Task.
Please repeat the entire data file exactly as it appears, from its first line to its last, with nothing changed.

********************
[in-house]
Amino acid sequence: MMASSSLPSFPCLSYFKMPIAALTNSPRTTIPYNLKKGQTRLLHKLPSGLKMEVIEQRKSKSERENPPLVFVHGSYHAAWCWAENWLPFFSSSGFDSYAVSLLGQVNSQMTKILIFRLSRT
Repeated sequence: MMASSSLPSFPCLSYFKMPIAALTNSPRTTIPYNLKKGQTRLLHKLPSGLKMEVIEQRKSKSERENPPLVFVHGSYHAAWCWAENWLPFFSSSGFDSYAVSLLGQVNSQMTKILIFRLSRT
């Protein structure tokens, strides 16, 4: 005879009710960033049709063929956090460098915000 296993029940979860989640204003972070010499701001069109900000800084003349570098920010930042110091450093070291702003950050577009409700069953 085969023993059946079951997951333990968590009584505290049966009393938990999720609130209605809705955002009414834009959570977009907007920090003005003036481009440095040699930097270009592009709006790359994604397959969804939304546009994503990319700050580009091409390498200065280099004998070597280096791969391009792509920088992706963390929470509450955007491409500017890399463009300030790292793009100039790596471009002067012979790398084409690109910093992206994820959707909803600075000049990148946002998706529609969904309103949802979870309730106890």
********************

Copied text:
[in-house]
Amino acid sequence: MMASSSLPSFPCLSYFKMPIAALTNSPRTTIPYNLKKGQTRLLHKLPSGLKMEVIEQRKSKSERENPPLVFVHGSYHAAWCWAENWLPFFSSSGFDSYAVSLLGQVNSQMTKILIFRLSRT
Repeated sequence: MMASSSLPSFPCLSYFKMPIAALTNSPRTTIPYNLKKGQTRLLHKLPSGLKMEVIEQRKSKSERENPPLVFVHGSYHAAWCWAENWLPFFSSSGFDSYAVSLLGQVNSQMTKILIFRLSRT
């Protein structure tokens, strides 16, 4: 005879009710960033049709063929956090460098915000 296993029940979860989640204003972070010499701001069109900000800084003349570098920010930042110091450093070291702003950050577009409700069953 085969023993059946079951997951333990968590009584505290049966009393938990999720609130209605809705955002009414834009959570977009907007920090003005003036481009440095040699930097270009592009709006790359994604397959969804939304546009994503990319700050580009091409390498200065280099004998070597280096791969391009792509920088992706963390929470509450955007491409500017890399463009300030790292793009100039790596471009002067012979790398084409690109910093992206994820959707909803600075000049990148946002998706529609969904309103949802979870309730106890």